From the worldwide slowdown and the U.S.-China trade war to growing uncertainty over Brexit and a seven-month low for oil prices, the global economy is contending with its fair share of challenges. It's all of great concern to Russia, which is no stranger to economic worries, particularly since 2014 when the country faced twin economic shocks — a crash in global energy prices, as well as the West's implementation of sanctions following Moscow's intervention in Ukraine.

Trump’s Assault on the Global Trading System

By Chad P. Bown And Douglas A. Irwin 

Donald Trump has been true to his word. After excoriating free trade while campaigning for the U.S. presidency, he has made economic nationalism a centerpiece of his agenda in office. His administration has pulled out of some trade deals, including the Trans-Pacific Partnership (TPP), and renegotiated others, including the North American Free Trade Agreement (NAFTA) and the U.S.-Korea Free Trade Agreement. Many of Trump’s actions, such as the tariffs he has imposed on steel and aluminum, amount to overt protectionism and have hurt the U.S. economy. Others have had less obvious, but no less damaging, effects. By flouting international trade rules, the administration has diminished the country’s standing in the world and led other governments to consider using the same tools to limit trade arbitrarily. It has taken deliberate steps to weaken the World Trade Organization (WTO)—some of which will permanently damage the multilateral trading system. And in its boldest move, it is trying to use trade policy to decouple the U.S. and Chinese economies.

Trump’s One-Way Economy


But recently, the litany of unfortunate circumstances has gotten so long that the joke is hard to pull off. One now must also list the political crisis in Hong Kong, a burgeoning diplomatic and economic dispute between Japan and South Korea, the Indian government’s revocation of Jammu and Kashmir’s autonomy – and India-Pakistan tensions more generally – and growing turmoil within South Africa’s ruling African National Congress.

Making matters worse, this has been a particularly rough summer in terms of the weather: heat waves across Europe and the US have served as a forceful reminder of the growing effects of climate change on our everyday lives. Add to all this other persistent sources of global uncertainty – from the Middle East and Russia under President Vladimir Putin to social-media disruptions and antimicrobial resistance – and you have a recipe for despair.

When Leninists Overreach

MOSCOW – Ongoing street protests in Hong Kong and Moscow have no doubt spooked the authoritarian duo of Chinese President Xi Jinping and Russian President Vladimir Putin. The Moscow protests, the largest in many years, must be keeping Putin up at night, or they wouldn’t be dispersed with such unabated brutality. Yet rather than hold a dialogue with the people, Putin has been demonstrating that he is in control, even preening for photos in a tight leather outfit with his favorite motorcycle gang.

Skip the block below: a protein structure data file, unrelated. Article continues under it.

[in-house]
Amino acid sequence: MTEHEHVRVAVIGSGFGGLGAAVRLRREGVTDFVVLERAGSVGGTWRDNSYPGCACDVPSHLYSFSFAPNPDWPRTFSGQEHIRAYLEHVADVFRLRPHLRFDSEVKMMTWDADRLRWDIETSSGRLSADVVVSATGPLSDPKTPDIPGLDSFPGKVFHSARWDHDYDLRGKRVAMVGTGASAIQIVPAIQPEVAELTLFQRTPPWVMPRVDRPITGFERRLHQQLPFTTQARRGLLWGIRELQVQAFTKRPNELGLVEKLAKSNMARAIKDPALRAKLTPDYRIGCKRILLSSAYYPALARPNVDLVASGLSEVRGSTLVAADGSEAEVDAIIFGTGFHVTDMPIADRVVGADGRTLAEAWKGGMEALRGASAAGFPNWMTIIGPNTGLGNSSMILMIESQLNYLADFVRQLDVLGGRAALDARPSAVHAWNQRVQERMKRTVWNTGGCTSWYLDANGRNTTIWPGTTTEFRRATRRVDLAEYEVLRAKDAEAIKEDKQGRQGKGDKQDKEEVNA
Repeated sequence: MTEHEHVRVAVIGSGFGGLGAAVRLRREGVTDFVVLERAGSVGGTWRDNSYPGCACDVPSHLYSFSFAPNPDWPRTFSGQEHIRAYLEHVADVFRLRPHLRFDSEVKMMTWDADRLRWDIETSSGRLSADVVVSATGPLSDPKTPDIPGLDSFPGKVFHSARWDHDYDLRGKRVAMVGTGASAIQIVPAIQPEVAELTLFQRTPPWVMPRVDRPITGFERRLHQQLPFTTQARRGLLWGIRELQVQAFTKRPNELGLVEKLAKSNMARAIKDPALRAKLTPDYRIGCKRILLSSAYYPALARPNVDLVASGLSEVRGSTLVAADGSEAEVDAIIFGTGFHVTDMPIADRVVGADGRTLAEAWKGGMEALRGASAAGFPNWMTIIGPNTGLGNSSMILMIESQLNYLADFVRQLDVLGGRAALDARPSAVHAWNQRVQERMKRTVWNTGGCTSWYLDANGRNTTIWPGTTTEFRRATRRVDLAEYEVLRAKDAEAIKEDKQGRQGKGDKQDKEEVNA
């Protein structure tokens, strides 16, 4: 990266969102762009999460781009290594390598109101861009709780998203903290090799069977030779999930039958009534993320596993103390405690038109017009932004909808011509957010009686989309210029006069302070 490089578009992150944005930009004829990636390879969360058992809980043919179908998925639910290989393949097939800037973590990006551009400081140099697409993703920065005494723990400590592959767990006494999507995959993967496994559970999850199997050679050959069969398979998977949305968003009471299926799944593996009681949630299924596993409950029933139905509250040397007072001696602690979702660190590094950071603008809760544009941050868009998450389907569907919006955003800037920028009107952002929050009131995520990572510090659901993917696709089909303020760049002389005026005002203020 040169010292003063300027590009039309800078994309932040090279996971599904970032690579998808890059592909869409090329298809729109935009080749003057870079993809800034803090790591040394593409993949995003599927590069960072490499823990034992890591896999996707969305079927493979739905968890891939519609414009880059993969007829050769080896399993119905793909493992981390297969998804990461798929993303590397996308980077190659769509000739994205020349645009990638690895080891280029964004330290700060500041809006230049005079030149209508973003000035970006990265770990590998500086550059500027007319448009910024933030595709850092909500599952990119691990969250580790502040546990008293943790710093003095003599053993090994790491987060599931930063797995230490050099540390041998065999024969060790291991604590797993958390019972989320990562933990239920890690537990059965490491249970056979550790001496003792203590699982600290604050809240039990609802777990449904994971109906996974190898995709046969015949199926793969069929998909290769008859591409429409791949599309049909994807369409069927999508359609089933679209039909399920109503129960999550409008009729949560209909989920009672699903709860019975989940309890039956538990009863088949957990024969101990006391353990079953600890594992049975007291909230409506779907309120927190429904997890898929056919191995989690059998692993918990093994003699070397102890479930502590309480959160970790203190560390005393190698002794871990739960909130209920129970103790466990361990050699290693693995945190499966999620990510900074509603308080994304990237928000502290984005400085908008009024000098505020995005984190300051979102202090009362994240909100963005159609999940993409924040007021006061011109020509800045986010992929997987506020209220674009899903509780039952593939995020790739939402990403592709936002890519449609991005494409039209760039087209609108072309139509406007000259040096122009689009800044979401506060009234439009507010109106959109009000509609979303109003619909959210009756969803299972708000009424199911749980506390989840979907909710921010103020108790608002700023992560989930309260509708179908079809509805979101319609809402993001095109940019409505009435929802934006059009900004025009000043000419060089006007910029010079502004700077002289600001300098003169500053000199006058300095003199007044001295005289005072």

Nonetheless, the demonstrations have become a poignant sign of Putin’s declining popularity, including among Russian elites, whose views matter in ways that other forms of public opinion do not. For two decades, the Russian elite’s rival factions have generally seen Putin as the ultimate guarantor of their interests – particularly their financial interests. But as Russia’s economy has sunk into sanctions-induced stagnation, Putin’s leadership has started to look like more of a roadblock than a guardrail. Fewer and fewer Russians still accept that “Putin is Russia and Russia is Putin,” a mantra that one heard regularly just five years ago, following the Kremlin’s annexation of Crimea.1

Facebook is the latest tech giant to admit contractors are snooping on your conversations

By Charlie Osborne 

Facebook has revealed that contractors have been paid to listen to clips of audio harvested from Messenger but plans to "pause" the program to stem public backlash.

The social networking giant made use of hundreds of staff through outsourcing to listen to and transcribe the clips. According to Bloomberg, people with knowledge of the matter said that contracted employees were not told why Facebook would need to run such a project or why the transcriptions were important. 

Facebook said the contractors were tasked with checking to see if the firm's artificial intelligence-based algorithms and systems were correctly interpreting audio content.

The company added that only users who chose to permit voice chats to be transcribed in Facebook's Messenger app were impacted. Furthermore, according to Facebook, the clips were anonymized. 

Tracking Cyber Warfare Patterns

Jayshree Pandya 

Humans are pattern seekers and pattern trackers, and from patterns, we derive meaning. If we can’t track cyber warfare patterns, how well will we identify the survival and security risks coming our way?


Along with geospace, aquaspace, and space, cyberspace is now a contested common, and its use as a digital battleground to wage digital warfare is rapidly strengthening. This rapidly shifting landscape of warfare — where emerging cyberweapons have become more deadly than real battlefield weapons — is becoming a cause of great fear.

Keeping up with the rapidly intensifying complexity of uncontrolled warfare in cyberspace is a challenge facing not only for nation’s military but also individuals and entities across nations: its government, industries, organizations, and academia (NGIOA).